Review: ‘The Christmas Fox I: Ghost Writer’ by Tim Mackintosh-Smith

By oldenglishrose - Last updated: Tuesday, December 14, 2010 - Save & Share - Leave a Comment

Title: The Christmas Fox I: Ghost Writer

Author: Tim Mackintosh-Smith

Published: Slightly Foxed, 2005, pp. 31.  First edition

Genre: Short story

Blurb: Speaking via its ghost-writer, Tim Mackintosh-Smith, the Arabic manuscript of Abd al-Latif al-Baghdadi tells its own true, if admittedly incredible, story. Set in medieval Cairo and Aleppo, seventeenth-century Oxford and 1960s London, it is a tale of cannibalism, a curse, and of an authorial voice from beyond the grave. Ghost Writer not only redefines the meaning of a talking book; it may even make us listen to our libraries.

When, where and why: Slightly Foxed is a book shop on Gloucester Road that I used to walk past every time I went to visit the Old English Thorn when he lived in halls at university but somehow never went in, probably because I found any shop in South Kensington which wasn’t Tesco slightly intimidating, worrying that I would be summarily shooed out of them for being not nearly moneyed enough.  I came across the place again by chance when browsing book websites and noticed that they publish a quarterly magazine and a range of gorgeous looking books.  Never one to let such a discovery go uninvestigated, I ordered this book from their website as it looked to be a good starting point.

What I thought: The idea of reading a book from the point of view of a manuscript will either strike you as unutterably dull or absolutely fascinating.  Given that I’ve had the opportunity to study, poke and prod old manuscripts I was of the latter group even before I read this little gem of a book, but Tim Mackintosh-Smith carries it off so well than I’m sure Ghost Writer could convert even people of the former opinion.  This book is quirky, engaging, amusing and dry and illustrates exactly how a short story should be written, in my opinion.

I think this book holds a special appeal for me because I spent some time a few years ago poring over medieval manuscripts, deciphering the crabbed handwriting, peering at the parchment and examining the coloured inks.  Consequently, I love the idea that a manuscript could be just as critical of itself as of the people who read it, cataloging the flaws and foibles of both with equal insight, and, even though Ghost Writer has a mere 31 pages, there were numerous paragraphs that made me chuckle with recognition or at the new perspective they provide:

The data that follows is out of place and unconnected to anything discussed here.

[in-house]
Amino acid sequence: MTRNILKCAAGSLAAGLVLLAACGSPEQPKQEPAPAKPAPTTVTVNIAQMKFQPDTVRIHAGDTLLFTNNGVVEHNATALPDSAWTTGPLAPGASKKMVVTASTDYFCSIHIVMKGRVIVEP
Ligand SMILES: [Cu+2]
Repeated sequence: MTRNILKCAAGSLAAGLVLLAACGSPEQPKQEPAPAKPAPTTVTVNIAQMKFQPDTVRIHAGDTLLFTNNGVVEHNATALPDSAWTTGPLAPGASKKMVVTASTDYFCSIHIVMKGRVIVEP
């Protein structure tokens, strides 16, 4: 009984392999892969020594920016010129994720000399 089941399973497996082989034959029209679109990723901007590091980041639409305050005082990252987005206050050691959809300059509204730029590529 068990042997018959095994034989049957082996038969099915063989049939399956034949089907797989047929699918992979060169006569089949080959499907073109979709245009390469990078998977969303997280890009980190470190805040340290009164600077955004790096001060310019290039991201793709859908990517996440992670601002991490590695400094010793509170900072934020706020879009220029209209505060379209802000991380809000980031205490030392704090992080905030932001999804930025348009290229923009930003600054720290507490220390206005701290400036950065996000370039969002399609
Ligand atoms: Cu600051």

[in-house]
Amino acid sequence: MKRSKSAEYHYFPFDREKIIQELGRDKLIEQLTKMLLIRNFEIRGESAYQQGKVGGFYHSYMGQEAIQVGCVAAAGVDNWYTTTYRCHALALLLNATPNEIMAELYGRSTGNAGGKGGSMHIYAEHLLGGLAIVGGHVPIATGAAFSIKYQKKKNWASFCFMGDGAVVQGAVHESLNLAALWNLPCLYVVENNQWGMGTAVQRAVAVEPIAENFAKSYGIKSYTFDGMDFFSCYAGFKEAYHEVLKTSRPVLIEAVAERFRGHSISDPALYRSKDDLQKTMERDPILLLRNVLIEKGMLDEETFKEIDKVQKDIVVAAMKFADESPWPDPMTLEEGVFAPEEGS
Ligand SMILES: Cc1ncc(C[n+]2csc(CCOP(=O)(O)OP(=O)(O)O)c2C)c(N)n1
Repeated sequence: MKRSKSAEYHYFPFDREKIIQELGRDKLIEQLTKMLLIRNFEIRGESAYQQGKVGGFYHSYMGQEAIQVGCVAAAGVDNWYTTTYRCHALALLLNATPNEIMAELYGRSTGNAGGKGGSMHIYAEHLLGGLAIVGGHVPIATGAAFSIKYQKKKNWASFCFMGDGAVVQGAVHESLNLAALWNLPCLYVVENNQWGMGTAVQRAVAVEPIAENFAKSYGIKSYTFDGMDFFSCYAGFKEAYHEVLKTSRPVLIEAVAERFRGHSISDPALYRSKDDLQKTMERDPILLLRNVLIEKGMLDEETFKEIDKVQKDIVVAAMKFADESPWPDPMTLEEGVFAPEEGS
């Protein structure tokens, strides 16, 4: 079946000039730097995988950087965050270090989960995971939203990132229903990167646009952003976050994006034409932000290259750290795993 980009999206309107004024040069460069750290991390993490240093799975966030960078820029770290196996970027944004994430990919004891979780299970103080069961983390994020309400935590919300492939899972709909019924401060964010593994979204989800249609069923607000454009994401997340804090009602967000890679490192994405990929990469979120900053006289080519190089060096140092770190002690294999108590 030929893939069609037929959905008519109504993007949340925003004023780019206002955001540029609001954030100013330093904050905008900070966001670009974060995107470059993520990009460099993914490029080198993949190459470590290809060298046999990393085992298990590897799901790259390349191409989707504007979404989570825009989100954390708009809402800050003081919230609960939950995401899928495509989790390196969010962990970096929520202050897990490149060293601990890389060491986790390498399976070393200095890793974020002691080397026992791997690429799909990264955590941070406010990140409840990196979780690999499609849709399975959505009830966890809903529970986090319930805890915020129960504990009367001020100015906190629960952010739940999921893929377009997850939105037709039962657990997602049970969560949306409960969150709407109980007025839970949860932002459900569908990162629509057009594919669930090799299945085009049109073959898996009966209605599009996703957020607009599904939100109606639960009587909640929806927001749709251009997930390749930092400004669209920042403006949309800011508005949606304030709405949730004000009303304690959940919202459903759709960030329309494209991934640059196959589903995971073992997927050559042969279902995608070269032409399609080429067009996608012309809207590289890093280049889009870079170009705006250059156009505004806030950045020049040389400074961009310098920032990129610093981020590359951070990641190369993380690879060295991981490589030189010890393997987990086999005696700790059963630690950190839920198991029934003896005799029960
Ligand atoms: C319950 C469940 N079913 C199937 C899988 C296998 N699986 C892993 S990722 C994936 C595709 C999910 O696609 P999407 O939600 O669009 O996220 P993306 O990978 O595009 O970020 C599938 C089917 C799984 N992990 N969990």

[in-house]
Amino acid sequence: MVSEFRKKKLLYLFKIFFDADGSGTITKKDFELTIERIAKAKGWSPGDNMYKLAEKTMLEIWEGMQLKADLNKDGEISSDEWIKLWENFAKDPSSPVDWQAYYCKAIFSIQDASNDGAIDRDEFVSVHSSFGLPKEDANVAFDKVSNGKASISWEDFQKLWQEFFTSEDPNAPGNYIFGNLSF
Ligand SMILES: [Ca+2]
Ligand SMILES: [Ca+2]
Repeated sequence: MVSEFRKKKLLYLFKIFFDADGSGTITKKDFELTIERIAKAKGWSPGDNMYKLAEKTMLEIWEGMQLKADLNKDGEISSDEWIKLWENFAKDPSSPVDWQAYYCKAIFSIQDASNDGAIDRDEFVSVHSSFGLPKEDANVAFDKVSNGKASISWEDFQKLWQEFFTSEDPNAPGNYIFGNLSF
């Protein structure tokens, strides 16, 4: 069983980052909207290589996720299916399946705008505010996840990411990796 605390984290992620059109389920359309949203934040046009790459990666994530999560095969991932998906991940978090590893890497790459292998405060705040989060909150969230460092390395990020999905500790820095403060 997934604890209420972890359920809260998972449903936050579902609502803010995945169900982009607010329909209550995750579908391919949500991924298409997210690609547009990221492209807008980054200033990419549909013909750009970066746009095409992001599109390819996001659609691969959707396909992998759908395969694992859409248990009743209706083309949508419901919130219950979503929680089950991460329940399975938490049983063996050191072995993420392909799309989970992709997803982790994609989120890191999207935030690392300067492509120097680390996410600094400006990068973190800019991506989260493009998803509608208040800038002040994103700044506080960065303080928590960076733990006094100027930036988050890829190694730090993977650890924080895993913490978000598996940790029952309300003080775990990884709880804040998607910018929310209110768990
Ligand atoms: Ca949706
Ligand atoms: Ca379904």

I’m not the final copy; that was made for the Caliph, al-Nasir, in Abd al-Latif’s native Baghdad.  I’ve got some marginal afterthoughts, and the odd blob where the nib of the reed snagged on a backward loop; even a wrong verb ending, forced messily into agreement.  But the ink flowed freely through the long fasting afternoons — it was Ramadan, the best month for writers: no cigarette-breaks or coffee-stops — on and on for 140 pages, thirteen lines a page.  Not perhaps a pretty hand; but a handsome one, and so instantly legible that you’d never think it was written 800 years ago, and certainly not by a medic.  (p. 5)

As you can see, the manuscript narrating the story has a very distinctive voice and is highly opinionated.  I enjoyed its somewhat disdainful reference to printed works as ‘clones’ (p. 15) and the way that its statement that it will last ‘until the end of time or the Bodleian Library’ (p. 9) implies that the library will endure the longest.  Mackintosh-Smith also plays cleverly with words in this story, turning perfectly commonplace terms that are used without thought into startling and funny ideas by unpacking their meanings:

If I tell you that for us manuscripts the pleasures associated with the physical act of reporduction are not unakin to those felt by you humans in your own version of this activity, and if I remind you that close to 500 years had passed since my last enjoyment of them, you will have some idea of the thrill I experienced.  (pp. 17-18)

All in all, I found this to be an enjoyable, highly original story.  Not only is the content excellent, the book itself is a lovely object, easy to hold and pleasant to read.  I’m definitely going to be buying future editions of The Christmas Fox if this offering is any indication of the quality on offer.

Tea talk: The manuscript says of the work of one of his owners that, ‘This, his magnum opus, was promptly panned by the critics.  The good doctor boiled his tea-kettle with the greatest part of the impression’ (p. 21).  While I would never dream of burning books, even for the sake of tea, I did feel the need for some tea to accompany this little book, and used it as an opportunity to finish off my Assam.  It took me till the end of the packet to work out how best to brew it (show the tea leaves to the water very briefly and then take them away before they get too friendly) but now I’ve got it just right I’ll have to get some more as it’s just delicious and mellow.

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